Center for American Progress

STATEMENT: Second Chance Month Underscores Need To Ensure Justice-Impacted People Have Fair Chance at Reentry
Press Statement

STATEMENT: Second Chance Month Underscores Need To Ensure Justice-Impacted People Have Fair Chance at Reentry

Washington, D.C. — Last week, President Joe Biden announced April as Second Chance Month, an opportunity to “reaffirm the importance of helping people who were formerly incarcerated reenter society.” In response, Akua Amaning, director of Criminal Justice Reform at the Center for American Progress, issued the following statement:

Today, approximately 1 in 3 U.S. adults have a criminal record, and the stigma of that record often means a life sentence to poverty that causes collateral damage spanning generations. For many people, reentering their community after incarceration can be incredibly difficult when there are so many barriers that stem from having a record—barriers that are even more stark for people of color and other historically marginalized communities also facing institutionalized discrimination. Consequently, as President Biden noted, nearly 75 percent of formerly incarcerated people are still unemployed one year after being released.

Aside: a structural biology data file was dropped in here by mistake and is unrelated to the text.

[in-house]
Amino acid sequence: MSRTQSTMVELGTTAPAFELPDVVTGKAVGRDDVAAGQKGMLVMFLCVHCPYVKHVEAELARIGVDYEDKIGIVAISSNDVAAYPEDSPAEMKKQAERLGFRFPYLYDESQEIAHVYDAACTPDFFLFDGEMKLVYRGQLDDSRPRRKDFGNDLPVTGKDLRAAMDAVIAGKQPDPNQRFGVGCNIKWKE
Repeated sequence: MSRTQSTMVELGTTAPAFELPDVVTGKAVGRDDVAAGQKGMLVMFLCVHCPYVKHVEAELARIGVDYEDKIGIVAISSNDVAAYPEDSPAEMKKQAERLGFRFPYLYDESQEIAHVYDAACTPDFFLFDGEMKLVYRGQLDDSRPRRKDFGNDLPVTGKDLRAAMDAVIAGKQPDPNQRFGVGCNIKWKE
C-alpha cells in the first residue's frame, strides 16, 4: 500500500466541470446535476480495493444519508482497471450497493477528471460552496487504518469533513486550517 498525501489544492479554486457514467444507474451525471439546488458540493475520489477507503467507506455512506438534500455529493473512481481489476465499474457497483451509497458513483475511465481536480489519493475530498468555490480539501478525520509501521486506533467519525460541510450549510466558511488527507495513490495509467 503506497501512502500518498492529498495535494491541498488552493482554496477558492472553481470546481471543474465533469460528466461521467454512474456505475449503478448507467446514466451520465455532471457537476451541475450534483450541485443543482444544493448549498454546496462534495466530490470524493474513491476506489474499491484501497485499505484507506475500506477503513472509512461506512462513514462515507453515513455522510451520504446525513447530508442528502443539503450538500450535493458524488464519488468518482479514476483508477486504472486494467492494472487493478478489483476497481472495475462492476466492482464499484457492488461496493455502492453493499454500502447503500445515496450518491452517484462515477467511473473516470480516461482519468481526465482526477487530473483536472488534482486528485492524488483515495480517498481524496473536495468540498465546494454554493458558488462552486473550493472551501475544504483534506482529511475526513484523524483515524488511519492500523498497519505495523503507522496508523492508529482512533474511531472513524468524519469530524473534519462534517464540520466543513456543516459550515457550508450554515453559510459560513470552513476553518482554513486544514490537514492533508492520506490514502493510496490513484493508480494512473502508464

Second Chance Month is an important opportunity to recognize these challenges and uplift the comprehensive policy solutions that will help to significantly reduce the collateral consequences of incarceration and a record for those who are ready to rebuild toward a brighter future. In many cities and states across the country, there is already growing bipartisan momentum for these reforms—such as “clean slate” automatic record clearing and fair chance licensing—which have proven to reduce recidivism and allow individuals with criminal records to become productive members of society.

The Biden administration has also taken important steps, including by reconvening the Reentry Coordination Council and expanding access to justice. It is time to reimagine our criminal justice system, uplift reforms such as these, and give returning citizens an opportunity for rehabilitation—not only for themselves but also for their families and communities.

For more information or to speak with an expert, contact Tricia Woodcome at

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